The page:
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Old 02-26-2007, 04:28 AM   #1
Iceman1979
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Hi,

I just got my brewing kit and made my first batch last night. I bought the kit that was advertised on Sam Adams web site.

I followed the instructions and for the most part it was self explanitory. The only thing that was unclear was the amount of yeast. The instructions didn't specify one or two packets and the kit cam with two. The only thing I could find that said two packets was when it was telling me to put the yeast in it said packets (plural) I took that to mean both packets and mixed bot of them in.

Its been 24 hours since I put the wort in the first stage (plastic bucket) The bubling has slowed down but has not stopped completely. My first gravity reading was 1.042 and it is now at 1.020. The instructions say to leave the wort in the bucket 3-4 days and then take a reading again and when it reaches half of the first reading move it to the glass carboy for againg. Its only been 24 hours and its already at half the starting weight.

Is it ready to move now or should I still wait? Did I mess up by putting both packets of yeast in there?

The only thing I know to do is to wait untill the bubling has stopped completely before moving it to the carboy. The foam head has gone down and is flat all the way across.

Any help on this would be greatly appreciated.

Thanks
John

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Old 02-26-2007, 04:37 AM   #2
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There was a kit advertised on sam adams' website??!!! Got a link?


Sounds to me like you're doing fine. It's pretty difficult to add too much yeast, they probably did mean for you to add both packets.

As for moving it to secondary, I would wait a few more days. No hurry. Waiting a week is actually pretty typical. Yes, I know your gravity reading is down to half. It's common for the first half to go fast and then for it to take a long time to completely finish. The only thing you can screw up at this point is rushing it along.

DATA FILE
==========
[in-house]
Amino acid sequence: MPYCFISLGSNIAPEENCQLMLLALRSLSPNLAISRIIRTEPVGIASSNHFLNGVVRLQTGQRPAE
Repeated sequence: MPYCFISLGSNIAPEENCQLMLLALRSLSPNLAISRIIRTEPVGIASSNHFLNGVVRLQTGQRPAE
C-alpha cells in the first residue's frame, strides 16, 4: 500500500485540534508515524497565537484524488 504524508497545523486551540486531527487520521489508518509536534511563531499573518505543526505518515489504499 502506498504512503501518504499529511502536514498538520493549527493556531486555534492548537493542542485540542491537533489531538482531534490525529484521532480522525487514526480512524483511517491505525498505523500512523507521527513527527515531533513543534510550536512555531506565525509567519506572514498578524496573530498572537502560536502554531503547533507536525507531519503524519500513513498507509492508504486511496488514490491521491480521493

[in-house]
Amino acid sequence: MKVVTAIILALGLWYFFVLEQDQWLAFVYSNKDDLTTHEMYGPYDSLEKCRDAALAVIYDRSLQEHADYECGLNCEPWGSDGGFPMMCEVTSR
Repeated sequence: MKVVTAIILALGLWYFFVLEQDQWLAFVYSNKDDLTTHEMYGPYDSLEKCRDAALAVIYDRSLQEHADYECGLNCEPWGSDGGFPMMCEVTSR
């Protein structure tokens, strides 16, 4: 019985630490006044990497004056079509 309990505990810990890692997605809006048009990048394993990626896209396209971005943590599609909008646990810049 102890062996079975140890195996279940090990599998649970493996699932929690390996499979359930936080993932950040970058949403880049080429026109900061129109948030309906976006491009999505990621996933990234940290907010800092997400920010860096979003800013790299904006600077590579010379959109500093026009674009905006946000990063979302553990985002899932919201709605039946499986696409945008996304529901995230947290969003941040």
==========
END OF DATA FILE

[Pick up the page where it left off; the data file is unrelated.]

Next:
Give it a few more days in primary, siphon it to secondary, give it a week or two, then prime it, bottle it, and give it a few more weeks.

Patience is rewarded in this hobby. It sounds like you're doing fine.


Now, where did you find a Sam Adams brew kit??!!!!

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Old 02-26-2007, 04:38 AM   #3
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no you didn't mess anything up....in fact it's kinda hard to

the two packets just meant a pretty big fermentation but nothing wrong with that

Most people use the 1-2-3 method....meaning 1 week in primary 2 weeks in a clearing tank(secondary) and 3 weeks in bottles then drink it all as fast as you can!

ok just joking about that

but yeah you've still got plenty of time

my last brew I put new wort on a yeast cake from my clearing tank and went out of town the next day....two days later when I got back it wasn't bubbling but I knew it had fermented bc there was trub on the top of the carboy....

since you've got a hydrometor you could take a sample everyday until it stays the same for 3 days...but thats a lot of work and I don't even have a hydrometor bc it would make me worry to much!

so yeah don't worry just RDWAHAHB

take it easy and good luck!

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Old 02-26-2007, 04:44 AM   #4
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Quote:
Originally Posted by Toot
There was a kit advertised on sam adams' website??!!! Got a link?


Sounds to me like you're doing fine. It's pretty difficult to add too much yeast, they probably did mean for you to add both packets.

As for moving it to secondary, I would wait a few more days. No hurry. Waiting a week is actually pretty typical. Yes, I know your gravity reading is down to half. It's common for the first half to go fast and then for it to take a long time to completely finish. The only thing you can screw up at this point is rushing it along.

Give it a few more days in primary, siphon it to secondary, give it a week or two, then prime it, bottle it, and give it a few more weeks.

Patience is rewarded in this hobby. It sounds like you're doing fine.


Now, where did you find a Sam Adams brew kit??!!!!

The supplies you order from beer-wine.com but I found it from a Sam Adams commercial. The videos show how to make the sam adams boston lager.
http://www.samueladams.com/promotions/LongShot/Default.aspx
Thanks
John
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Old 02-26-2007, 04:50 AM   #5
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Sounds good. Thanks for the replys and i'll just keep an eye on it for now.